In this blog we will cover the following topics:
- What is Agile?
- Scrum Model Definition
- The Benefits of Agile Development Scrum
- Agile vs Scrum
- The Scrum Team: what to expect when working as a Part of a Scrum Team
- How agile can work with remote members
- Agile Scrum Approach VS Other Agile Approaches
- Agile Scrum at FDM
What is Agile?
Agile is a method of working which revolves around continual development and collaboration. The Agile Framework brings together a group of people into a project with the flexibility to choose their way of working as a team, operating within guidelines but
choosing their boundaries. It encourages teamwork, self-organisation and accountability within a team project.
Most significantly, this method allows for the ability to be responsive to change. For example, the Agile way of working facilitates any changes that might occur in customer requirements in a timely manner. It also ensures that a company can supply an ongoing responsive product release in smaller iterations.
An Agile mindset is necessary to create and develop high-performing teams, who in turn deliver value to their customers in a shorter time frame, which leads to a quicker return on investment.
- Satisfy the customer
- Embrace changing requirements
- Deliver working software within a short timescale
- Collaborate across teams and eliminate silos
- Create a motivated environment to empower team members and provide them with the support they need to complete projects successfully
- Face-to-face interactions for improved communication
- Meet customer expectations with functioning products
- Maintain sustainable development
- Continual technical excellence
- Keep it simple to maximise efficiency
- Self-organised teams offer most value
- Reflect on your work regularly to continuously improve
Scrum Model Definition
What is Scrum? As per the official Scrum Guide, Scrum is not exactly a methodology, but rather a simple framework for effective team collaboration on complex projects. Scrum gets its name from rugby terminology and just like a rugby team, encourages members to learn from experience and continuously improve. It involves specific values, commitments, events and artefacts, which all ensure the seamless running of a project.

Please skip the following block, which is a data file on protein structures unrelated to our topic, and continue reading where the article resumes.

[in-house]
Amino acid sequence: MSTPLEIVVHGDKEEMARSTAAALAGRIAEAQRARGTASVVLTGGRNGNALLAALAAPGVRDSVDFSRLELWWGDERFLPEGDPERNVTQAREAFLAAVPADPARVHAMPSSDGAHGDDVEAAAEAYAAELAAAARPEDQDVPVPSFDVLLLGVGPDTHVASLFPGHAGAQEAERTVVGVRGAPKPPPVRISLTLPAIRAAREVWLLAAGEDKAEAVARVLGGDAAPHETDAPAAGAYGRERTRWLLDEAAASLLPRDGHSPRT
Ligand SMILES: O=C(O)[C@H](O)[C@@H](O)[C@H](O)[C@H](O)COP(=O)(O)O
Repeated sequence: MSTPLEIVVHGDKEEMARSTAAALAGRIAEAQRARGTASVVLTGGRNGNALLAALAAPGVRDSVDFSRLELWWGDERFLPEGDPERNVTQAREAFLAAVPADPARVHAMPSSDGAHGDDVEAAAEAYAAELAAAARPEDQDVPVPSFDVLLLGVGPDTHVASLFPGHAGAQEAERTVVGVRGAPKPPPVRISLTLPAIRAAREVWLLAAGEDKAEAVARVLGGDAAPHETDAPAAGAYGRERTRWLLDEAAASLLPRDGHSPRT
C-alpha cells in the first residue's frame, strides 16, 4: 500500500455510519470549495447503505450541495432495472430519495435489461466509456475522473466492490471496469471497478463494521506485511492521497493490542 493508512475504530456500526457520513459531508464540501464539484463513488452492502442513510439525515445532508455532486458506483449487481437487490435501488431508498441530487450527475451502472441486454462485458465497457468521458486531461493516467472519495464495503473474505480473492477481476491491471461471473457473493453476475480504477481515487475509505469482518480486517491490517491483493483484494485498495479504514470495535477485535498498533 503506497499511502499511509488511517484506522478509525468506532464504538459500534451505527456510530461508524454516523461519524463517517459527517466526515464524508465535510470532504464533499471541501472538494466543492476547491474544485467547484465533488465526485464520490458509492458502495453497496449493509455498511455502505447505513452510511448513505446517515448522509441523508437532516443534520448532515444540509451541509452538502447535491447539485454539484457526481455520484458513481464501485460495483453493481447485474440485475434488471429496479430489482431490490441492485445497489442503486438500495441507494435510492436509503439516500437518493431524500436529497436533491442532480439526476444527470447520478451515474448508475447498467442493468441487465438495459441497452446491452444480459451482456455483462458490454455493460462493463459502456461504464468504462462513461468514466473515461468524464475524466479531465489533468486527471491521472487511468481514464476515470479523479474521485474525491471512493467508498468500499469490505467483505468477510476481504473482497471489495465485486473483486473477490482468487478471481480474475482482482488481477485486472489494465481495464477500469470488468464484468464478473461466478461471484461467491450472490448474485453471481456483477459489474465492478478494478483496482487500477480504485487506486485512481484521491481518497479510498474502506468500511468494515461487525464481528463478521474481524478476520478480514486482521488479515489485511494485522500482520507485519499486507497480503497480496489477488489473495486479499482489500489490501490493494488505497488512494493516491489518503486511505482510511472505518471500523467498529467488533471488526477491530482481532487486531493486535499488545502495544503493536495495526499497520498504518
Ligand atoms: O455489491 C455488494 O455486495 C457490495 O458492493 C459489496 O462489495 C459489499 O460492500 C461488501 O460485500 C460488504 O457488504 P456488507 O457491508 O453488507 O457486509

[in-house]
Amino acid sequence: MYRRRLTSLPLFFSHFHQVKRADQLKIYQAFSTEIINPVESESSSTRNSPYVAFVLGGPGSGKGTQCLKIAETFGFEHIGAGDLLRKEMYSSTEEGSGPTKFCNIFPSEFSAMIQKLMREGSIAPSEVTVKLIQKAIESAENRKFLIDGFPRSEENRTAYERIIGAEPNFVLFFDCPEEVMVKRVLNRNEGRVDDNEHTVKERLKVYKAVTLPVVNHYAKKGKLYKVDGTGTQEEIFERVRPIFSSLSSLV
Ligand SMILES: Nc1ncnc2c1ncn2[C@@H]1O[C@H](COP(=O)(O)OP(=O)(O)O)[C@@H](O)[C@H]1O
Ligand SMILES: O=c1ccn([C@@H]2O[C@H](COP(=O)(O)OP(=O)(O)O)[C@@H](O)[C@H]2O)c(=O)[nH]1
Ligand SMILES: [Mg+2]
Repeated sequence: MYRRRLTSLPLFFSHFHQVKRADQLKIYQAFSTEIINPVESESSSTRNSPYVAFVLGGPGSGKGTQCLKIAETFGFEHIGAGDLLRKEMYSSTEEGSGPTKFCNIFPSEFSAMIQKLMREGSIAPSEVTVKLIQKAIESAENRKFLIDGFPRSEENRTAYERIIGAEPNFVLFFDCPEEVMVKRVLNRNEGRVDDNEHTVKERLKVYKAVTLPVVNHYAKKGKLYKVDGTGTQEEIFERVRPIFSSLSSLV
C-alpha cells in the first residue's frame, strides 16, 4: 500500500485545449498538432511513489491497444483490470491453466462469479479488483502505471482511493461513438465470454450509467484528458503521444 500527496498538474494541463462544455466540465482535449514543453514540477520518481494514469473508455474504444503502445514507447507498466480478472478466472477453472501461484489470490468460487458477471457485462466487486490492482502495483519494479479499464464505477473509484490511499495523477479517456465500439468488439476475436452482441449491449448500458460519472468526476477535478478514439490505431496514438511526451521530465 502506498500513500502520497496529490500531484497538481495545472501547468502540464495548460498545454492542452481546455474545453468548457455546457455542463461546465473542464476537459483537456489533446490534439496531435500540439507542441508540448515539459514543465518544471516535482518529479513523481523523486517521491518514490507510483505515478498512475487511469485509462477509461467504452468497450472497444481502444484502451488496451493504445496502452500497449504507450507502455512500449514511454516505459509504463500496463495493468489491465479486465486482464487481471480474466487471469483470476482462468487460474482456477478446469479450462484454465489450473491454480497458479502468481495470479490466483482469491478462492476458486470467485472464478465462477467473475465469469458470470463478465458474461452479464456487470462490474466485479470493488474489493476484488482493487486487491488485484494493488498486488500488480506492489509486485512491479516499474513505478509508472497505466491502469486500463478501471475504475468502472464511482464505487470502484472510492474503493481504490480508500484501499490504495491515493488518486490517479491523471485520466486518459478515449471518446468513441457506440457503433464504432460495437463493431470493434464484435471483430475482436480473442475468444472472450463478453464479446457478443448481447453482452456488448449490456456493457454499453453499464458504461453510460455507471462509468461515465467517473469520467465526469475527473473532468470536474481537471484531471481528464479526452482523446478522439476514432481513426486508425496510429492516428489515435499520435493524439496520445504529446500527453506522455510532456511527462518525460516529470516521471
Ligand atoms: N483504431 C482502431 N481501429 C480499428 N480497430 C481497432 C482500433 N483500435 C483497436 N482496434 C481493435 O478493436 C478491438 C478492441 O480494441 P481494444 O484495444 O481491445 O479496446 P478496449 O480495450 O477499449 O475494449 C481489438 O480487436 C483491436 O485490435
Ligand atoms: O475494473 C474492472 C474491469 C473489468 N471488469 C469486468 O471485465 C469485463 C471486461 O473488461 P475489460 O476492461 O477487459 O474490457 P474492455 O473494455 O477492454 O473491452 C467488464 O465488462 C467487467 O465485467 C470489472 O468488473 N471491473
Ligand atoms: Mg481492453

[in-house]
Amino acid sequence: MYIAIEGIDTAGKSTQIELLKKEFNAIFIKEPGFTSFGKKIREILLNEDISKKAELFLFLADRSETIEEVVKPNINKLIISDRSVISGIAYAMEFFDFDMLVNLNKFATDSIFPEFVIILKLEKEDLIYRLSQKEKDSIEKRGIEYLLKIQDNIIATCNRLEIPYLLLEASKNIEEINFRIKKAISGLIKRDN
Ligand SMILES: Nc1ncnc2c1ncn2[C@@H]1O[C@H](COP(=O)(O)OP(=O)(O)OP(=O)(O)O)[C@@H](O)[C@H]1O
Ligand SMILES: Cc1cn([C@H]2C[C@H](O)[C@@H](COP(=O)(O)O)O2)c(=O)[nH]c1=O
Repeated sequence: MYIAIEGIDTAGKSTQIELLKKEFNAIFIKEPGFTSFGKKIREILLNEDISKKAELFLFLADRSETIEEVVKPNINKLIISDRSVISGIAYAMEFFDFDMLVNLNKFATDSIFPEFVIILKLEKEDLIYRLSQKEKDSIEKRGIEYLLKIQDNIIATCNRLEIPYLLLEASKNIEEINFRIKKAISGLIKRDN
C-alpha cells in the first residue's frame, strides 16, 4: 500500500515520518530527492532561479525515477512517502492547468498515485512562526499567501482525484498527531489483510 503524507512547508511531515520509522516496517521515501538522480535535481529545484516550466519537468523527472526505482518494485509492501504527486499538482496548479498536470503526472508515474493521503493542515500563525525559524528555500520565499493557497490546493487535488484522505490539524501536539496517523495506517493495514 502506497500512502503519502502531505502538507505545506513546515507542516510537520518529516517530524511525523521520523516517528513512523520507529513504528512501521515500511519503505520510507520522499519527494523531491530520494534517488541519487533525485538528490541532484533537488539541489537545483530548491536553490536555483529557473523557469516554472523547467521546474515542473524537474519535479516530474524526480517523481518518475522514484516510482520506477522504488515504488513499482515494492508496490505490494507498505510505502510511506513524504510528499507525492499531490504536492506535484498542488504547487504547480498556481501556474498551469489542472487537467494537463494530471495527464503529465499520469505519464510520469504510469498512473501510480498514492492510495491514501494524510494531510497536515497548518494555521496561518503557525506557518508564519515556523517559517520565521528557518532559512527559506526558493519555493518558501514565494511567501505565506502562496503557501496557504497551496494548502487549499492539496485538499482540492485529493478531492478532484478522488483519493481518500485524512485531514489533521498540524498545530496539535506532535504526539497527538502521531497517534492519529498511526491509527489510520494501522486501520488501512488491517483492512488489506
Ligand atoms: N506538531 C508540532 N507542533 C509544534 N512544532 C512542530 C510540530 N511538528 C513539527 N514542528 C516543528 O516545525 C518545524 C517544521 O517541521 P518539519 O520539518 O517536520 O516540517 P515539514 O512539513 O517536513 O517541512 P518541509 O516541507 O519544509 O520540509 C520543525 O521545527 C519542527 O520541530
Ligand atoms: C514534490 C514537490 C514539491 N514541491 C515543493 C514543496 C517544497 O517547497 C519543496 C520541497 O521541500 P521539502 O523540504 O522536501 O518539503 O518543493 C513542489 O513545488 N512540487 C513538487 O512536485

The Scrum Process Model is also known as the Scrum Software Delivery Framework. However, it is not only used to develop software for businesses; it’s also widely used in hardware development, marketing and business operations, among other things, including SpaceX.
In short, the Scrum process begins with a Product Owner who orders work into a Product Backlog, which contains a prioritised list of work for the development team. The Scrum team then executes the work in increments, otherwise known as Sprints. Sprints are typically 2-4 weeks long and help break the project down into smaller tasks. Once a Sprint is complete, the team takes time for reflection to collate project feedback before moving onto the next Sprint. A Sprint is regarded as a complete Increment of the product, providing the customer with a value at every stage. Here’s a simple breakdown of the process:
The Benefits of Agile Development Scrum
Agile Scrum provides a range of benefits for all parties involved in the process, including development teams, customers and vendors. These include:
Enhance Quality Output
Scrum development teams have a clear definition of requirements, take on regular feedback and continuously improve. As such, they ensure a seamless process and produce higher quality products. Scrum teams use ‘The Definition of Done’, a pre-agreed set of items that must be completed for a project to be considered done and released. This ensures that the project is completed to the highest standards and covers everything from development and testing to integration and documentation.